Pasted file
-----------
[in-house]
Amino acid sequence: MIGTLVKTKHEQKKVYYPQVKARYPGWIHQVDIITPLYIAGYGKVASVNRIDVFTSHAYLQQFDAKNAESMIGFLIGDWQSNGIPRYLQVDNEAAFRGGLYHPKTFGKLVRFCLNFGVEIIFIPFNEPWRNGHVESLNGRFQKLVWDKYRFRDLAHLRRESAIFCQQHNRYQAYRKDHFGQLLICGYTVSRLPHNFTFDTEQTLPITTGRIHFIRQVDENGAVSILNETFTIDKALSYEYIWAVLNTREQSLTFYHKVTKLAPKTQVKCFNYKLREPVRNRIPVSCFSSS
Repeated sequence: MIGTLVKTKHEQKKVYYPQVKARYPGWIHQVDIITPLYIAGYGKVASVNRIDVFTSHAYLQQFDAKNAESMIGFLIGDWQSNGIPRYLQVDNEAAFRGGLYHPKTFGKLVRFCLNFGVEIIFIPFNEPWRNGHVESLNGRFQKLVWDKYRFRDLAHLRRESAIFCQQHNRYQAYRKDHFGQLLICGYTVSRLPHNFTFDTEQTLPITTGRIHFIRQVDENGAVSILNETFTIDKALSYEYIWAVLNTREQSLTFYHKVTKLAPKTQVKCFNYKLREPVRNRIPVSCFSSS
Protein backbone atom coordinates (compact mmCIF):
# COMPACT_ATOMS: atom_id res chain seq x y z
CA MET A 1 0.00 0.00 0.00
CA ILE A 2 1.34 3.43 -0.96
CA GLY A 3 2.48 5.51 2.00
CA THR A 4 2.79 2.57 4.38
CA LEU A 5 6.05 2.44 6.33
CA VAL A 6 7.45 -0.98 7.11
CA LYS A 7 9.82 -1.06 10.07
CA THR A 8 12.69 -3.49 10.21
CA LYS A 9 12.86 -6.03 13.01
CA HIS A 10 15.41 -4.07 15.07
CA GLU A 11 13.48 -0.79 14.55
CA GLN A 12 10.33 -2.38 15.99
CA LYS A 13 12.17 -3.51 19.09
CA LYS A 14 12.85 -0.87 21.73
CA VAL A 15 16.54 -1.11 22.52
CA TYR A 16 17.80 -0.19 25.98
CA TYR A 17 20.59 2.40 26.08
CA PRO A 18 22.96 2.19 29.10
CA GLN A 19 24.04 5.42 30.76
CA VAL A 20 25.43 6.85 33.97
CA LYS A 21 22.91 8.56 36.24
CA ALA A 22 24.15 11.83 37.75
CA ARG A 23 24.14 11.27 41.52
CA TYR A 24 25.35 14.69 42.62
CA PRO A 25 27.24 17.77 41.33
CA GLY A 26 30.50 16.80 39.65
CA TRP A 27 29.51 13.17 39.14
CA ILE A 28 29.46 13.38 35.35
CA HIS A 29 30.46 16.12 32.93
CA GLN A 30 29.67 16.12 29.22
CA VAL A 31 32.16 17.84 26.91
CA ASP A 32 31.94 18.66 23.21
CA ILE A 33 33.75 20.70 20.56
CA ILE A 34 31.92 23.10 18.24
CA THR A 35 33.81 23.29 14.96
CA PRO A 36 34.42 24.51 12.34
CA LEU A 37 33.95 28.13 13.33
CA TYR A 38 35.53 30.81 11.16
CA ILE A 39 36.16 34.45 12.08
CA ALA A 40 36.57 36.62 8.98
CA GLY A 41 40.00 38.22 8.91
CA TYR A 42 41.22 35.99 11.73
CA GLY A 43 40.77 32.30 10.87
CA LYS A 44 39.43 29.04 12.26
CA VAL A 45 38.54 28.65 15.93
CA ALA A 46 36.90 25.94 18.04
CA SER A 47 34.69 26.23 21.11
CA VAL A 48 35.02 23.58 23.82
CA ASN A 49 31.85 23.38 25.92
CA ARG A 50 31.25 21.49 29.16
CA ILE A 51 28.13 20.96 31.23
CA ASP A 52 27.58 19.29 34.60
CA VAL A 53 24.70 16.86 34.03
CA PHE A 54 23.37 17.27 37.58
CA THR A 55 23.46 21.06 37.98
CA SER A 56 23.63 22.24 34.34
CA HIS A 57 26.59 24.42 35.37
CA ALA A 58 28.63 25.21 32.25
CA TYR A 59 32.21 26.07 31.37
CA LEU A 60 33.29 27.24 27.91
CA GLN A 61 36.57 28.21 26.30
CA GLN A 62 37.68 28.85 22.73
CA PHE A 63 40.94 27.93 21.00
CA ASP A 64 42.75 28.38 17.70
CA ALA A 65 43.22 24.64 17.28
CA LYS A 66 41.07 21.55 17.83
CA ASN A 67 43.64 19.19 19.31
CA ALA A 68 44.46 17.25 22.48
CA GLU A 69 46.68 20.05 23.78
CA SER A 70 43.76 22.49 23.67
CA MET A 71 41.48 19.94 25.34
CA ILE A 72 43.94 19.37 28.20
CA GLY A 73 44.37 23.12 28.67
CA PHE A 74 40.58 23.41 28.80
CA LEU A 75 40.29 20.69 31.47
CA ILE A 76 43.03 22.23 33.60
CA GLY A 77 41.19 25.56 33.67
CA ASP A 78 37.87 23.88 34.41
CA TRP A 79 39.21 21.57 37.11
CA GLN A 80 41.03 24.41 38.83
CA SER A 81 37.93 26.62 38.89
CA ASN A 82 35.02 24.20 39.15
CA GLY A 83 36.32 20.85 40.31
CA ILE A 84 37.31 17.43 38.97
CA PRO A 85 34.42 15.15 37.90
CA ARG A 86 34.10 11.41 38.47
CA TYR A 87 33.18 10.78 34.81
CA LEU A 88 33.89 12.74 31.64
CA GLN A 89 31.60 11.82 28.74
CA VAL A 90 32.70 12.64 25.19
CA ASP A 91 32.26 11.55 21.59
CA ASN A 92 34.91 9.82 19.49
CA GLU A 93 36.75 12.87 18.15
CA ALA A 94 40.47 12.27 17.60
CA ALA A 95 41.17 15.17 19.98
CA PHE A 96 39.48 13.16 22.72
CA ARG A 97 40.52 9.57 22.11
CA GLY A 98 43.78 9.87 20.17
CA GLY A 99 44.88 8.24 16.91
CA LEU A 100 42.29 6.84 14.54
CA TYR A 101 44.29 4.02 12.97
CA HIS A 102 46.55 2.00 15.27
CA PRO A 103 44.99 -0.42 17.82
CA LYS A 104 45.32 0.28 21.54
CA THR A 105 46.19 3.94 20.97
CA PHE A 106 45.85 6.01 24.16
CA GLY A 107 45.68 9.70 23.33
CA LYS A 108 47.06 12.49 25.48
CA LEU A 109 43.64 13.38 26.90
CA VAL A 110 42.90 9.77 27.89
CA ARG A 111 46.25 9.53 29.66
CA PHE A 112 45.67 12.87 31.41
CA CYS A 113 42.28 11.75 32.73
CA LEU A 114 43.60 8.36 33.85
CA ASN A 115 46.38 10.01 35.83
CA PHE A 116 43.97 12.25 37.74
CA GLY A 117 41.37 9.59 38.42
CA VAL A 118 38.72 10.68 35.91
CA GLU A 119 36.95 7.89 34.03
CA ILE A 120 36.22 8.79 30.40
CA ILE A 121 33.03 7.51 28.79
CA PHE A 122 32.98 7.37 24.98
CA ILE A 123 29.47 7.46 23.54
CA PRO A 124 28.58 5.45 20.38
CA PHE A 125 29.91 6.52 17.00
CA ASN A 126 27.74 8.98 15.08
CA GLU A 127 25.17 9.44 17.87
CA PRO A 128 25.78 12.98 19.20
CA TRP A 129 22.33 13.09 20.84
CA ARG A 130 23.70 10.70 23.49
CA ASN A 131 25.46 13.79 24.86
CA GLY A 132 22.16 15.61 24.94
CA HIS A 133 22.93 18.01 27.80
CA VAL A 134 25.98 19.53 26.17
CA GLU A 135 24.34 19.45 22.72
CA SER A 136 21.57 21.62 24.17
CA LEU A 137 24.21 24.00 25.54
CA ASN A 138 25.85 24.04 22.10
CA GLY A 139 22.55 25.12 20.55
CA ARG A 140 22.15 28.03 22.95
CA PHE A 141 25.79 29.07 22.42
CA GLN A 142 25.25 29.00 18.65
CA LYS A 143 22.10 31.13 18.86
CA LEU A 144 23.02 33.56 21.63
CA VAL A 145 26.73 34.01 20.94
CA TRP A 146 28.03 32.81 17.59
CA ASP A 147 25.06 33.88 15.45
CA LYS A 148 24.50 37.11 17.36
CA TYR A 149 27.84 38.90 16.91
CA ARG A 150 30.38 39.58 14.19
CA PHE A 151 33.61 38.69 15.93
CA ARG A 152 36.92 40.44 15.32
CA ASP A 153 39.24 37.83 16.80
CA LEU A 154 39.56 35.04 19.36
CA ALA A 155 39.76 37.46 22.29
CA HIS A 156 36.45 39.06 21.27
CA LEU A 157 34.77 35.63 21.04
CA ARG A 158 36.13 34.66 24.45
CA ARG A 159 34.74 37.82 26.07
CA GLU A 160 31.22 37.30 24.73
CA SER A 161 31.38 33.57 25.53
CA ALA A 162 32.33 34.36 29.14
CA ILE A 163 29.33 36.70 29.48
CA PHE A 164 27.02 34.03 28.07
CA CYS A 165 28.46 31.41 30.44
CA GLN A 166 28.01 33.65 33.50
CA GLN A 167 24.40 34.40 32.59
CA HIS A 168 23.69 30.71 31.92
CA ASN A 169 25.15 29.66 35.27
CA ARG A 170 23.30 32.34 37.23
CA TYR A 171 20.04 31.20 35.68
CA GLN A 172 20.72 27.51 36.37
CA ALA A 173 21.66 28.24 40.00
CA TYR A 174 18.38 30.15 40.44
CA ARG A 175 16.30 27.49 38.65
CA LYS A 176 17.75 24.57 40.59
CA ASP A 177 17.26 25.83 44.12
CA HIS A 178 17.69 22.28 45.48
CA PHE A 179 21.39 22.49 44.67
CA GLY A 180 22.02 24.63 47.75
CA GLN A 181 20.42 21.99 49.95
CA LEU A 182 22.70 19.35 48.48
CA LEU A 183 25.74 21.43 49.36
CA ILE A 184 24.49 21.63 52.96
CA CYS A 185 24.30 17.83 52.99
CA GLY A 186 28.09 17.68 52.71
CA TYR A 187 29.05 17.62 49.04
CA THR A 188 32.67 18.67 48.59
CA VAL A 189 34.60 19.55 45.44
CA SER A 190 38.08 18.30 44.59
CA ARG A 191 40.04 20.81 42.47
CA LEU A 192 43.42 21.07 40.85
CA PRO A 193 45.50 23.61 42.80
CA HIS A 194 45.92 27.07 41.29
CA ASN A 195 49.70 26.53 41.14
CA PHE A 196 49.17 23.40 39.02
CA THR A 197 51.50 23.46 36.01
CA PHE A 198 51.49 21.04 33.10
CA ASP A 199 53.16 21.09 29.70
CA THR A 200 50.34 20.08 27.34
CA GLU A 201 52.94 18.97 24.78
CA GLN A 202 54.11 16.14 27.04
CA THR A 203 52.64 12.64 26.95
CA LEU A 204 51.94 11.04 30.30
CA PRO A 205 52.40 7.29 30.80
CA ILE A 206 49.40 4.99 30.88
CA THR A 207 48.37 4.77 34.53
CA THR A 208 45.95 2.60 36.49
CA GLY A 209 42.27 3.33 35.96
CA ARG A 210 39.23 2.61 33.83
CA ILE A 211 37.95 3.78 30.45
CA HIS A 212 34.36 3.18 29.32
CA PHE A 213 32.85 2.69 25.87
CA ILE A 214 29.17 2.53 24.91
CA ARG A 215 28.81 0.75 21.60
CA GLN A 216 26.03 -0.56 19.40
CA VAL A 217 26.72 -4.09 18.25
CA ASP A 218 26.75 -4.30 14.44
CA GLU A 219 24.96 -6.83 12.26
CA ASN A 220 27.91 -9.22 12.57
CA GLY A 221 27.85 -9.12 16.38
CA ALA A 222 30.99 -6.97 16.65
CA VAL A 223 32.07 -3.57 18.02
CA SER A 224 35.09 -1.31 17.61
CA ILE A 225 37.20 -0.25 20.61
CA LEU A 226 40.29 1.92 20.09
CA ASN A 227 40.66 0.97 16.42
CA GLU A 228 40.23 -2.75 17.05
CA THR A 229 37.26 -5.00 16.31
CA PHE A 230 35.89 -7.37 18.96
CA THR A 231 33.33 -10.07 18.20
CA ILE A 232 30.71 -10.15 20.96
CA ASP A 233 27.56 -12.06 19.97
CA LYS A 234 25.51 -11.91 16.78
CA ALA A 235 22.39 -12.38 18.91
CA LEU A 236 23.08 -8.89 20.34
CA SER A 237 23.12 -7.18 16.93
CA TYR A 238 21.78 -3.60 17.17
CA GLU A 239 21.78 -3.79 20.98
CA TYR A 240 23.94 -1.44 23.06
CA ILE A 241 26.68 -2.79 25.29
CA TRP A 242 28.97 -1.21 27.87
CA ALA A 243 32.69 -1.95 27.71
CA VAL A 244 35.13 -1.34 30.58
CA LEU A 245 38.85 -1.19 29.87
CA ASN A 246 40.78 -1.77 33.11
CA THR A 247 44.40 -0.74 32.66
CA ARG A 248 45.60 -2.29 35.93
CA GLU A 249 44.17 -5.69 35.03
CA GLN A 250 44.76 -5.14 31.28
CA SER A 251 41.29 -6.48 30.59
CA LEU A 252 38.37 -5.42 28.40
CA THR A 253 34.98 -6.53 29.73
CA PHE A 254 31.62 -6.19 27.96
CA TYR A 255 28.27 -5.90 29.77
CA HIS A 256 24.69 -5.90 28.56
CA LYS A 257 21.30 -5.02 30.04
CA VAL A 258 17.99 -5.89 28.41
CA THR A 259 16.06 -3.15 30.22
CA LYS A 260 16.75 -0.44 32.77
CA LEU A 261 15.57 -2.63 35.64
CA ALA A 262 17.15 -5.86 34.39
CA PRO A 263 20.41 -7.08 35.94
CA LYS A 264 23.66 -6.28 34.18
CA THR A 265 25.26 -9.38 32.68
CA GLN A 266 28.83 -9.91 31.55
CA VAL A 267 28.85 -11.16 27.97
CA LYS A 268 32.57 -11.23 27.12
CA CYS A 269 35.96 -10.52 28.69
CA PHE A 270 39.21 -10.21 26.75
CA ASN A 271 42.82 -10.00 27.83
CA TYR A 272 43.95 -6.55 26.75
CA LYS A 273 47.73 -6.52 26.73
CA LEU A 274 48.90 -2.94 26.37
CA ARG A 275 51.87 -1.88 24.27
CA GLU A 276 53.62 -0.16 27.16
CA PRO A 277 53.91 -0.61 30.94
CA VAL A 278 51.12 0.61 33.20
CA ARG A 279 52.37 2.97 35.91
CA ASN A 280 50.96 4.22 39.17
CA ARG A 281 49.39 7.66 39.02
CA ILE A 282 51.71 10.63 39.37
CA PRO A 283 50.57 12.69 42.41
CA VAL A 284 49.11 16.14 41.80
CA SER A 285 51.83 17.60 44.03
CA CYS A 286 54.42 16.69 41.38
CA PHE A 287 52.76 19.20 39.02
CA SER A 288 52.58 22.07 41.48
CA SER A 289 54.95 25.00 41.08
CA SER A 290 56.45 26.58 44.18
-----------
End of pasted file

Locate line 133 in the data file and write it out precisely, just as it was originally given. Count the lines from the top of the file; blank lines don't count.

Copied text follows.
CA PRO A 128 25.78 12.98 19.20